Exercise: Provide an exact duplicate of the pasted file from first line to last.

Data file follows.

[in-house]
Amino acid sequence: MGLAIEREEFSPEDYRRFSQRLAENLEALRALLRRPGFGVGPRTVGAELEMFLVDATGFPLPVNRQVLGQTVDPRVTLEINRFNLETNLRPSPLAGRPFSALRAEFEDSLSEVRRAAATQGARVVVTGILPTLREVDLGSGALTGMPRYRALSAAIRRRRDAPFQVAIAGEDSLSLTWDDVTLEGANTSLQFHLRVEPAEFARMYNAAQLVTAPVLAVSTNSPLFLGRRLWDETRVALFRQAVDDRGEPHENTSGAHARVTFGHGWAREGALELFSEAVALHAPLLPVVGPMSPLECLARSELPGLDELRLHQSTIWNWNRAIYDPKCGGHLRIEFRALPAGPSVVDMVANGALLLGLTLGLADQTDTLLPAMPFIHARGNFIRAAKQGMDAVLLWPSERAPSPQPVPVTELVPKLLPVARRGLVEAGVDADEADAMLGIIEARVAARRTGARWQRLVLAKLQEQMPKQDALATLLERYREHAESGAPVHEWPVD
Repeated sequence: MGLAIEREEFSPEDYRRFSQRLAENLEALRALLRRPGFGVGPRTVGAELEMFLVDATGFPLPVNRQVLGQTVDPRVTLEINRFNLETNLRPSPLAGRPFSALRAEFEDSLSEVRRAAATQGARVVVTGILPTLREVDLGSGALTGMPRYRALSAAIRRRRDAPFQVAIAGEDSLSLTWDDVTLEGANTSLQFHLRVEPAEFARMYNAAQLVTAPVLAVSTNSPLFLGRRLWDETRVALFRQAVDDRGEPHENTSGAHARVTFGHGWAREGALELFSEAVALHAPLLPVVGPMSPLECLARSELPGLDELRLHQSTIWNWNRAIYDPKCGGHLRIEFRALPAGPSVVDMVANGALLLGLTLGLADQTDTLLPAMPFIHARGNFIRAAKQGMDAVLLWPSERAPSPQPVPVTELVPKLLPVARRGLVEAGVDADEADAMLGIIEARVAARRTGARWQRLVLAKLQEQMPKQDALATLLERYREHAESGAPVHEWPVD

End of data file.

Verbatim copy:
[in-house]
Amino acid sequence: MGLAIEREEFSPEDYRRFSQRLAENLEALRALLRRPGFGVGPRTVGAELEMFLVDATGFPLPVNRQVLGQTVDPRVTLEINRFNLETNLRPSPLAGRPFSALRAEFEDSLSEVRRAAATQGARVVVTGILPTLREVDLGSGALTGMPRYRALSAAIRRRRDAPFQVAIAGEDSLSLTWDDVTLEGANTSLQFHLRVEPAEFARMYNAAQLVTAPVLAVSTNSPLFLGRRLWDETRVALFRQAVDDRGEPHENTSGAHARVTFGHGWAREGALELFSEAVALHAPLLPVVGPMSPLECLARSELPGLDELRLHQSTIWNWNRAIYDPKCGGHLRIEFRALPAGPSVVDMVANGALLLGLTLGLADQTDTLLPAMPFIHARGNFIRAAKQGMDAVLLWPSERAPSPQPVPVTELVPKLLPVARRGLVEAGVDADEADAMLGIIEARVAARRTGARWQRLVLAKLQEQMPKQDALATLLERYREHAESGAPVHEWPVD
Repeated sequence: MGLAIEREEFSPEDYRRFSQRLAENLEALRALLRRPGFGVGPRTVGAELEMFLVDATGFPLPVNRQVLGQTVDPRVTLEINRFNLETNLRPSPLAGRPFSALRAEFEDSLSEVRRAAATQGARVVVTGILPTLREVDLGSGALTGMPRYRALSAAIRRRRDAPFQVAIAGEDSLSLTWDDVTLEGANTSLQFHLRVEPAEFARMYNAAQLVTAPVLAVSTNSPLFLGRRLWDETRVALFRQAVDDRGEPHENTSGAHARVTFGHGWAREGALELFSEAVALHAPLLPVVGPMSPLECLARSELPGLDELRLHQSTIWNWNRAIYDPKCGGHLRIEFRALPAGPSVVDMVANGALLLGLTLGLADQTDTLLPAMPFIHARGNFIRAAKQGMDAVLLWPSERAPSPQPVPVTELVPKLLPVARRGLVEAGVDADEADAMLGIIEARVAARRTGARWQRLVLAKLQEQMPKQDALATLLERYREHAESGAPVHEWPVD